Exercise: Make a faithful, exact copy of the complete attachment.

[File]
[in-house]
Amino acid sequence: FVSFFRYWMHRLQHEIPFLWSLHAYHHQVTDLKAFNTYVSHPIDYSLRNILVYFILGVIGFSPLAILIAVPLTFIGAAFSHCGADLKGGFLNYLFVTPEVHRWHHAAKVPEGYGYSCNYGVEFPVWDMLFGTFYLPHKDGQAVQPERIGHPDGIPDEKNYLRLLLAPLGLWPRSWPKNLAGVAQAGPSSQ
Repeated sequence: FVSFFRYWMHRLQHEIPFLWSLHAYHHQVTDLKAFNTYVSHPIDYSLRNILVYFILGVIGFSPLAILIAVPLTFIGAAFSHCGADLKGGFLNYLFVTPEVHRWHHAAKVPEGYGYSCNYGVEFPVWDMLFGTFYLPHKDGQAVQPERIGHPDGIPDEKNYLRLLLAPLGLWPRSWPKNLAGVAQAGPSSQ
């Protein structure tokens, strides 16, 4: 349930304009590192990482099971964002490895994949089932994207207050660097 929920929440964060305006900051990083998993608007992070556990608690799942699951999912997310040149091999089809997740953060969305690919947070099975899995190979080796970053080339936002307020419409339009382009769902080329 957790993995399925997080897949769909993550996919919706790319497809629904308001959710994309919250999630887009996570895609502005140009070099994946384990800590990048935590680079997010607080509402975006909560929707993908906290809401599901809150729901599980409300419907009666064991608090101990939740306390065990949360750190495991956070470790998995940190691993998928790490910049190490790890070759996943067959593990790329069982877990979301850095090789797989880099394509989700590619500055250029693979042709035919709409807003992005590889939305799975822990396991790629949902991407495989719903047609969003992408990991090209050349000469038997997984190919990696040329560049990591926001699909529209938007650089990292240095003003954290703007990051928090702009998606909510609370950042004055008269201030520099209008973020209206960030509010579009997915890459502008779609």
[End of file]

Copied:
[in-house]
Amino acid sequence: FVSFFRYWMHRLQHEIPFLWSLHAYHHQVTDLKAFNTYVSHPIDYSLRNILVYFILGVIGFSPLAILIAVPLTFIGAAFSHCGADLKGGFLNYLFVTPEVHRWHHAAKVPEGYGYSCNYGVEFPVWDMLFGTFYLPHKDGQAVQPERIGHPDGIPDEKNYLRLLLAPLGLWPRSWPKNLAGVAQAGPSSQ
Repeated sequence: FVSFFRYWMHRLQHEIPFLWSLHAYHHQVTDLKAFNTYVSHPIDYSLRNILVYFILGVIGFSPLAILIAVPLTFIGAAFSHCGADLKGGFLNYLFVTPEVHRWHHAAKVPEGYGYSCNYGVEFPVWDMLFGTFYLPHKDGQAVQPERIGHPDGIPDEKNYLRLLLAPLGLWPRSWPKNLAGVAQAGPSSQ
């Protein structure tokens, strides 16, 4: 349930304009590192990482099971964002490895994949089932994207207050660097 929920929440964060305006900051990083998993608007992070556990608690799942699951999912997310040149091999089809997740953060969305690919947070099975899995190979080796970053080339936002307020419409339009382009769902080329 957790993995399925997080897949769909993550996919919706790319497809629904308001959710994309919250999630887009996570895609502005140009070099994946384990800590990048935590680079997010607080509402975006909560929707993908906290809401599901809150729901599980409300419907009666064991608090101990939740306390065990949360750190495991956070470790998995940190691993998928790490910049190490790890070759996943067959593990790329069982877990979301850095090789797989880099394509989700590619500055250029693979042709035919709409807003992005590889939305799975822990396991790629949902991407495989719903047609969003992408990991090209050349000469038997997984190919990696040329560049990591926001699909529209938007650089990292240095003003954290703007990051928090702009998606909510609370950042004055008269201030520099209008973020209206960030509010579009997915890459502008779609």